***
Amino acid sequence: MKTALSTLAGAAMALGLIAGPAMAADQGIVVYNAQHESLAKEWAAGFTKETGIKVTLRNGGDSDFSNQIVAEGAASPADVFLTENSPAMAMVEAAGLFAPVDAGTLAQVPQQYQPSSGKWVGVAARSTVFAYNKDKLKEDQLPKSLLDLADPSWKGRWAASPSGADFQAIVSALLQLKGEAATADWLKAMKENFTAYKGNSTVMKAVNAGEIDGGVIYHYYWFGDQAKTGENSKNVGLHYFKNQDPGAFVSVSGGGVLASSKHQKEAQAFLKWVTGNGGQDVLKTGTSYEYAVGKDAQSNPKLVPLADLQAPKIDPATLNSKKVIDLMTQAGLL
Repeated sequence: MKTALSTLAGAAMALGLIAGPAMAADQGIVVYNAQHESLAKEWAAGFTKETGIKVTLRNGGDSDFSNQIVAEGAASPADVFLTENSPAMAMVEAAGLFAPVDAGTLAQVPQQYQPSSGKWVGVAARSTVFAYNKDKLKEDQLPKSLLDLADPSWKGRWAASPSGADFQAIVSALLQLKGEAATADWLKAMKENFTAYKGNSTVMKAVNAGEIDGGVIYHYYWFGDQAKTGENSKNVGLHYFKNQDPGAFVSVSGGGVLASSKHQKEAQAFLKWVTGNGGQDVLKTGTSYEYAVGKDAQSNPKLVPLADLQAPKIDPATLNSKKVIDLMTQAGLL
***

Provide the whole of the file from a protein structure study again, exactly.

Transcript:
Amino acid sequence: MKTALSTLAGAAMALGLIAGPAMAADQGIVVYNAQHESLAKEWAAGFTKETGIKVTLRNGGDSDFSNQIVAEGAASPADVFLTENSPAMAMVEAAGLFAPVDAGTLAQVPQQYQPSSGKWVGVAARSTVFAYNKDKLKEDQLPKSLLDLADPSWKGRWAASPSGADFQAIVSALLQLKGEAATADWLKAMKENFTAYKGNSTVMKAVNAGEIDGGVIYHYYWFGDQAKTGENSKNVGLHYFKNQDPGAFVSVSGGGVLASSKHQKEAQAFLKWVTGNGGQDVLKTGTSYEYAVGKDAQSNPKLVPLADLQAPKIDPATLNSKKVIDLMTQAGLL
Repeated sequence: MKTALSTLAGAAMALGLIAGPAMAADQGIVVYNAQHESLAKEWAAGFTKETGIKVTLRNGGDSDFSNQIVAEGAASPADVFLTENSPAMAMVEAAGLFAPVDAGTLAQVPQQYQPSSGKWVGVAARSTVFAYNKDKLKEDQLPKSLLDLADPSWKGRWAASPSGADFQAIVSALLQLKGEAATADWLKAMKENFTAYKGNSTVMKAVNAGEIDGGVIYHYYWFGDQAKTGENSKNVGLHYFKNQDPGAFVSVSGGGVLASSKHQKEAQAFLKWVTGNGGQDVLKTGTSYEYAVGKDAQSNPKLVPLADLQAPKIDPATLNSKKVIDLMTQAGLL